Review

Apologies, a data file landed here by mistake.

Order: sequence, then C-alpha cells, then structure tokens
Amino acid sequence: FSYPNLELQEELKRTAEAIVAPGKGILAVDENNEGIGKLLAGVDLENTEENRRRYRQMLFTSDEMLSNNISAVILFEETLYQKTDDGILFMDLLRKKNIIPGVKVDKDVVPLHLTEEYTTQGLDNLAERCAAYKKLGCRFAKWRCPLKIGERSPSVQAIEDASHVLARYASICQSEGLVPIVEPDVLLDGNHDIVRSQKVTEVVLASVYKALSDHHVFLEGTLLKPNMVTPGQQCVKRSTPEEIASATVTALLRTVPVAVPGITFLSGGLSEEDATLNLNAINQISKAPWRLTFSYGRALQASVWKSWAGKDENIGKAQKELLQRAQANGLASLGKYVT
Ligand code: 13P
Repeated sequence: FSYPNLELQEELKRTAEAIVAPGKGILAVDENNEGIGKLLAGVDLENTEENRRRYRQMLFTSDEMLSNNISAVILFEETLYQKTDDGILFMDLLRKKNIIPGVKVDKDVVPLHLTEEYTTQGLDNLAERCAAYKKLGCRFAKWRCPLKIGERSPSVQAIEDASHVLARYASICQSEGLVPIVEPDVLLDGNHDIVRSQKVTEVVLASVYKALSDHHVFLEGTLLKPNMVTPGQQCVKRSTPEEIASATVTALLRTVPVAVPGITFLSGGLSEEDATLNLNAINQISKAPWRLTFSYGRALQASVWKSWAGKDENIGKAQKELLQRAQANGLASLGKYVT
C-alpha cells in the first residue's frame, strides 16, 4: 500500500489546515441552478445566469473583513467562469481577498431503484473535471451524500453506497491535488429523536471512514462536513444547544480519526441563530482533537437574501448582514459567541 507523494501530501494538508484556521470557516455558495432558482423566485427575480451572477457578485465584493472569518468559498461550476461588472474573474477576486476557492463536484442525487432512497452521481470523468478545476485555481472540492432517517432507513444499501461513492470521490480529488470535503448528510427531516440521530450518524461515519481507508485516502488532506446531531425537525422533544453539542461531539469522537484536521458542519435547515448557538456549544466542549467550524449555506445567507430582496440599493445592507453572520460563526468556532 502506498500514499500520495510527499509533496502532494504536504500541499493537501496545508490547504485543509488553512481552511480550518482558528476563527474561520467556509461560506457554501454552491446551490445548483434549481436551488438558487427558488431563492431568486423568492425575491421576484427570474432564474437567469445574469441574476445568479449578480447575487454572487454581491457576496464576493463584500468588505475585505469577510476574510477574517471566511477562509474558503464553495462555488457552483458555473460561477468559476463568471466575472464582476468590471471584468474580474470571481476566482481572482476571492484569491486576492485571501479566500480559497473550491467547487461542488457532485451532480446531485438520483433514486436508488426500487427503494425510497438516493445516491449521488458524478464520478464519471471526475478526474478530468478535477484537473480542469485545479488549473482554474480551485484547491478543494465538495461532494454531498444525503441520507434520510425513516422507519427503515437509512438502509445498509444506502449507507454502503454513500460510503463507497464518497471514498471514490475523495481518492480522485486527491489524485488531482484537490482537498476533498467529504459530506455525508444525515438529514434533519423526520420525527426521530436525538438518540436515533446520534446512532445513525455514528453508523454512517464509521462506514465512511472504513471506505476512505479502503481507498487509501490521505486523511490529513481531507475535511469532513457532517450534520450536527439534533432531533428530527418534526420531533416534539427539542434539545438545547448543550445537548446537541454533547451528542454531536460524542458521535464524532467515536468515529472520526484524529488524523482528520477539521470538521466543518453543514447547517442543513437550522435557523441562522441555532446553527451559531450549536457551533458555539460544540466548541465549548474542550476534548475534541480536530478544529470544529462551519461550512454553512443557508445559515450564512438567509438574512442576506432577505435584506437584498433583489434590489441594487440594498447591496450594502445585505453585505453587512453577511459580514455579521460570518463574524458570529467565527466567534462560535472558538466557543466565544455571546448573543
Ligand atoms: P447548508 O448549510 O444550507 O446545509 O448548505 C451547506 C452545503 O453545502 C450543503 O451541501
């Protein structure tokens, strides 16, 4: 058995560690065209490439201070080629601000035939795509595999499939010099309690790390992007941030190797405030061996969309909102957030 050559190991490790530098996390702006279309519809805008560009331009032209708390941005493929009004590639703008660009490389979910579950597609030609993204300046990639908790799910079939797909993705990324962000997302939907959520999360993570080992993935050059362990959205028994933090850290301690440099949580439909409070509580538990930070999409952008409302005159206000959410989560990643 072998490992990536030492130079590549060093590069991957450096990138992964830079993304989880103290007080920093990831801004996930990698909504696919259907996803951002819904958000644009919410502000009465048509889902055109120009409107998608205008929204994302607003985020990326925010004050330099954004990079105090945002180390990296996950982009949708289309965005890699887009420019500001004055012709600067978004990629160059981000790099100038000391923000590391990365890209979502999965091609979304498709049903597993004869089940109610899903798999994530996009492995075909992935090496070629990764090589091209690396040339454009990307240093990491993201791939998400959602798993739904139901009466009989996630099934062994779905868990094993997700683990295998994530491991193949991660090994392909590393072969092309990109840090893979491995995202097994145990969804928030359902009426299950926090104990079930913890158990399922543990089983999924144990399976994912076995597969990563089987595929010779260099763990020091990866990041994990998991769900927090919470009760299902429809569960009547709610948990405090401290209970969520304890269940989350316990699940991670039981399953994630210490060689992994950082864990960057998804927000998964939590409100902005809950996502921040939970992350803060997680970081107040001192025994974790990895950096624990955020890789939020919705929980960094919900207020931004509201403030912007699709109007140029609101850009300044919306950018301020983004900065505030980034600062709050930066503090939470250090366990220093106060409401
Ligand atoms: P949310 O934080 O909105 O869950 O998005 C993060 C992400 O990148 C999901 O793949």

Review 236 REVIEW Anatomy of the Dicotyledons, Second Edition, Vol. III. Magnoliales, Illiciales, and Laurales. C. R. Metcalfe, x + 224 pp., illus., 1987. Clarendon Press, Oxford, Price: f, 45.00 (cloth). Plant anatomy in this century has had only few historical moments, but the publication of the third volume of edition 2 of 'Anatomy of the Dicotyledons' is one ofthem. Followingthe two introductory volumes published in 1979 and 1983, this is the first volume with individual family treatments, and as such it records our present day anatomical knowledge on 20 families, belonging to the orders Magnoliales, Illiciales, and Laurales. More specifically it highlights progress in descriptive plant anatomy of nearly four decades, because the latest references included in the first edition of 'Metcalfe & Chalk' published in 1950 date from 1948. This third volume is almost entirely from the pen of Dr. C. R. Metcalfe, with contributions by Christina Faggeter (leaf surface of Lauraceae), Richard Howard (no des and petioles), and Jorgo Richter (wood and bark anatomy of Lauraceae). The illustrations are by Hazel P. Wilkinson. In his early eighties now, Dr. Metcalfe has added another most impressive feather to his already well-adorned cap with the publication of this volume. For half a century he has presided over and actively contributed to the immense projects 'Anatomy of the Dicotyledons' and 'Anatomy of the Monocotyledons', and the prominent roles of Radlkofer and Solereder in systematic plant anatomy are outshined by his achievements. A comparison of the firs't and the second editions shows how much our knowledge has increased over the last 40 years. Although the descriptive style has remained concise each individual family needs 2 to 4 times as much printing space in this edition thanks to the availability of many new data published since 1948. This picture of plant anatomical progress is perhaps flattered by the fact that the orders treated here belong to the so-called primitive angiosperms and have received more attention from anatomists and morphologists than most others. The organisation of family treatments has remained essentially similar to that of the first edition. Introductory parts combine information on macromorphology and distribution with a very brief anatomical characterisation. The descriptions are compartmen talised into sections on the ieaf, nodes and petioles (by R.A. Howard), young stern, mature wood, and optional sections on secondary phloem, root, and seedling anatomy. The fact that the latter are IAWA Bulletin n.s., Vol. 8 (3),1987 only included for a few families is a reflection of the continued stepmotherly treatment of these plant parts, organs, or early developmental stages by anatomists. The contribution by Richter on the phloem of Lauraceae is one of the fortunate exceptions. Taxonomic notes conclude each family treatment, while economic notes and phylogenetic considerations are optional discussion chapters. The taxonomic notes are on ce more testimony of the openmindedness of the author: anatomical characters are never overemphasised to the cost of morphological, cytological, or chemical ones. Of course this impartiality can also lead to unhelpful conclusions that the taxonomic position of a certain family is not yet weil established, or even remains a matter of opinion. However, these conclusions probably reflect the painful truth better than any dogmatic statement based on characters from vegetative anatomy alone. Referen ces at the end of each family are separated into lists of literature cited, and lists of 'suggestions for furt her reading' containing references not cited but accompanied by helpful notes on the nature of their contents. The illustrations have undergone revolutionary changes. Virtually all the line-drawings of the first edition have been abolished and replaced by exquisite half-tone photopiates, containing for each family a number of SEM images of leaf surfaccs and light micrographs of mature wood and/or young stern and bark anatomy. These plates are provided with extensive legends, so that in a way they tell their own eloquent story. The fully justified emphasis on the anatomical literature of the last 40 years in the present edition implies that for future users, the first edition, and indeed its predecessor by Solereder of 1899 and 1908, and the translation by Boodle & Fritsch (1908) will remain valuable and essential companions. This can best be illustrated with reference to Myristicaceae, where the present edition provides detailed new information on Asiatic genera, but the first edition had more anatomical information on thegenera from the Neotropics and Africa. Of course the literature before 1948, not all rc-cited again in the second edition, will also retain its value. I am sure the present author will have found it a gratifying thought that his latest contribution is not areplacement but an extension of his own earlier work and that by his predecessors. No plant anatomist or taxonomist should miss this latest exceJlent and typographically weil executed volume. Pieter Baas http://www.deepdyve.com/assets/images/DeepDyve-Logo-lg.png IAWA Journal Brill